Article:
Tune in to the first episode of “The History of Marvel Comics: Black Panther” podcast

Grab our top highlights below and read the related comics discussed in the first episode on Marvel Unlimited!


Nice Stone: Let’s go back to 1965, a year before the debut of Black Panther. So in 1965, the Black Panther was not the Black Panther. He was the “Coal Tiger”.

Ben Saunders: So the “Coal Tiger” was the original name that Stan Lee and Jack Kirby came up with for his first African superhero, the character that would be introduced in the pages of [FANTASTIC FOUR #52] as the Marvel Universe’s first black superhero. And I think what you see in the design of “Coal Tiger” is the idea halfway to completion. They didn’t quite figure out how to flip the script as drastically as they ended up doing. And of course, in the end, the way they did that was to create Wakanda as this mythologized technologically advanced breakaway African nation that could be imagined as somehow reversing all the clichés about Africa that they had seen in [genre trope series] jungle adventure stories.

Nice Stone: And luckily for all of us, they also reversed the name, because Black Panther sounds so much better than “Coal Tiger.” At the same time though, there was a lot going on in 1965 that may have inspired Stan and Jack to create such a radical new world…


John Jennings: There is a lot of social unrest on many fronts [in 1965], regarding women’s liberation and civil rights issues, and all things. And of course, the Vietnam War is looming. And of course America has never really been good at dealing with – and I’m just being very nice about it – has never been really good at dealing with these issues of race and representation and equity in these areas .

Ben Saunders: The assumption regarding the readership was that it was a straight, emotionally immature white male. But I think you still have to be very careful about this widespread public image in the industry, even if that was sort of the perception the industry had of itself. I think it’s really important to remember that while other types of fans have historically been made invisible, of course they were there. There have always been female fans, queer fans, and fans of color.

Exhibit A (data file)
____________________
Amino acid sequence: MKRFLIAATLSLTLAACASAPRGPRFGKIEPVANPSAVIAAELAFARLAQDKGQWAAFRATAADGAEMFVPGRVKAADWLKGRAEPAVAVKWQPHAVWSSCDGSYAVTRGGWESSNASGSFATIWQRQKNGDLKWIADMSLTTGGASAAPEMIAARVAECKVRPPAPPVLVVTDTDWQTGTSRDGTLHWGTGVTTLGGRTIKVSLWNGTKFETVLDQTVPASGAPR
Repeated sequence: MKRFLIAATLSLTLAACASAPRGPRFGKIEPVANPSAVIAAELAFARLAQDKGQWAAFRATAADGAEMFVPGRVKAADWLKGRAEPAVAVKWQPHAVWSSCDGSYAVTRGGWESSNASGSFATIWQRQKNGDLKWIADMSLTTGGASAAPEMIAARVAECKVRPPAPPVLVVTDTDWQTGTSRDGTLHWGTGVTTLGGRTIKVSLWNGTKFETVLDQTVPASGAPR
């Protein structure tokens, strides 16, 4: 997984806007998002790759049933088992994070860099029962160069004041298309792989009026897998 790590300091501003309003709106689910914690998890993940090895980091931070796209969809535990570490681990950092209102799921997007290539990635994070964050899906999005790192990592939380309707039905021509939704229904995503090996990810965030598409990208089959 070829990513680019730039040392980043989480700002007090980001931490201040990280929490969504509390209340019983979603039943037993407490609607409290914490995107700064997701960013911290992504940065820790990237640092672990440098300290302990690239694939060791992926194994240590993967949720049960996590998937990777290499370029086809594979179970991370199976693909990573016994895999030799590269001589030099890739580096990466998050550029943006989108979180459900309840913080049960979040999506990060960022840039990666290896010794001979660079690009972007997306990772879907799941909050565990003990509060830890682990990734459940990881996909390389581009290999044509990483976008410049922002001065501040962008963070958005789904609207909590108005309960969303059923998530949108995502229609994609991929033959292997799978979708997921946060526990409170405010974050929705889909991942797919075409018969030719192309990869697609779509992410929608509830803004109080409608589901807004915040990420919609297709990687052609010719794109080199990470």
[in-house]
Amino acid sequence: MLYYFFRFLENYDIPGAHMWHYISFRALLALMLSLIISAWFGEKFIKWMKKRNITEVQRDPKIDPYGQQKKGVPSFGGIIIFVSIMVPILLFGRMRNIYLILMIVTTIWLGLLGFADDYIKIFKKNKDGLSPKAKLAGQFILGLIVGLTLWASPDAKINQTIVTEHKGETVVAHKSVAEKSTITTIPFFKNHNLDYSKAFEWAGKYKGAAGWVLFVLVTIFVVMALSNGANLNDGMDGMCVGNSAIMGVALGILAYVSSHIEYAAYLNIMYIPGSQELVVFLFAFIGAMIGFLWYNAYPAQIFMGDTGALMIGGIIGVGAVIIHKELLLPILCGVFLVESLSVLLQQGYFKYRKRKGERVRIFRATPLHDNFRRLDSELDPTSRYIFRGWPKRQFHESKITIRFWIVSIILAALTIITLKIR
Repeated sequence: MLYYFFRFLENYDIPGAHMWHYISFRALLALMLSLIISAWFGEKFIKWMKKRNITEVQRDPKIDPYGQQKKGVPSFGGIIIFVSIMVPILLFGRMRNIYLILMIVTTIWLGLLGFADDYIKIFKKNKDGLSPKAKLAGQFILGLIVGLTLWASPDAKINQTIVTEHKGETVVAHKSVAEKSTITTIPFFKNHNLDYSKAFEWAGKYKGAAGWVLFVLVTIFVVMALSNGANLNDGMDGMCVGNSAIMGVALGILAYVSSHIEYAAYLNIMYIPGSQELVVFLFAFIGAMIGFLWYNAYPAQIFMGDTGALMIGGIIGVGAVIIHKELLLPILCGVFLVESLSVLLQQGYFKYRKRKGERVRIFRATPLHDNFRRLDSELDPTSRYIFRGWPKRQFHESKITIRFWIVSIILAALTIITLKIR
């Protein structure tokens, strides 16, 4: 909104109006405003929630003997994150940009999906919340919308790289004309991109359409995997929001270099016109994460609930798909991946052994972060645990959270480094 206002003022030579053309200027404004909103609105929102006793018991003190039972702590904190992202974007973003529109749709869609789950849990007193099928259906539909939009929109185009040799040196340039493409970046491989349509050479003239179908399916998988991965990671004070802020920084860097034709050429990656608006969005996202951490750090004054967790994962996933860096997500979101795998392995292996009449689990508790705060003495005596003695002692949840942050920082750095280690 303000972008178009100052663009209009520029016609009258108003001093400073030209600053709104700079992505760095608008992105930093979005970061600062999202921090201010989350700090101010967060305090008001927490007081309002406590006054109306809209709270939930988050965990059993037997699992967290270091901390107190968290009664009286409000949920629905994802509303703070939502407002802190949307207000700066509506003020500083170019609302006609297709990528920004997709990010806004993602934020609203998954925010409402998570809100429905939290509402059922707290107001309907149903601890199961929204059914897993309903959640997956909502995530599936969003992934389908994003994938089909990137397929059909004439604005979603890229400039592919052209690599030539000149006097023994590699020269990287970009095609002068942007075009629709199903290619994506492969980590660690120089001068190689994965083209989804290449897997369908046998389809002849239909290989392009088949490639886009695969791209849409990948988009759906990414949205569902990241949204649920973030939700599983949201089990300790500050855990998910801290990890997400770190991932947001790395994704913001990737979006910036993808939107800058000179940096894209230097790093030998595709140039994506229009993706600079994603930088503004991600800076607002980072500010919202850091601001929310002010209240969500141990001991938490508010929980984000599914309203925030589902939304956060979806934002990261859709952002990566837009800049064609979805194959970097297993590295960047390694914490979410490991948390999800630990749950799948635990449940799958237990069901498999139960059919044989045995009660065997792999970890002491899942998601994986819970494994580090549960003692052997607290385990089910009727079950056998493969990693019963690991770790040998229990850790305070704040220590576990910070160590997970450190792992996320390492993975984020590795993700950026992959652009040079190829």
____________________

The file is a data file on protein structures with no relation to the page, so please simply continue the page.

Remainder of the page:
Stone of Nice: And the white fathers of Black Panther, Stan Lee and Jack Kirby, they knew it. But they also knew they had to warm up to the supposedly straight male audience first. So Marvel is starting to include racial diversity in background characters. Now, I know that sounds small, but those are the breadcrumbs that would eventually lead to Black Panther’s debut.

Ben Saunders: So the Panther is being created – I don’t think there’s any doubt about it – in response to the growing cultural awareness around ideas of race both in the United States and around the world.


John Jennings: Its creation, its presence had to be really, really substantial, because it is introduced in FANTASTIC FOUR #52 and issue #53 in 1966 before the Black Panther Party is starting to be called that, so you have these really, really stumbled relationships there.

Nice Stone: To be clear, there is no deliberate connection between Marvel’s Black Panther and the Black Panther Party. But it’s safe to say that the comic book’s first Black Super Hero caused just as much of a stir. Jack Kirby had a knack for making static images truly dynamic. And the Black Panther was no different.

Lisa M. Horner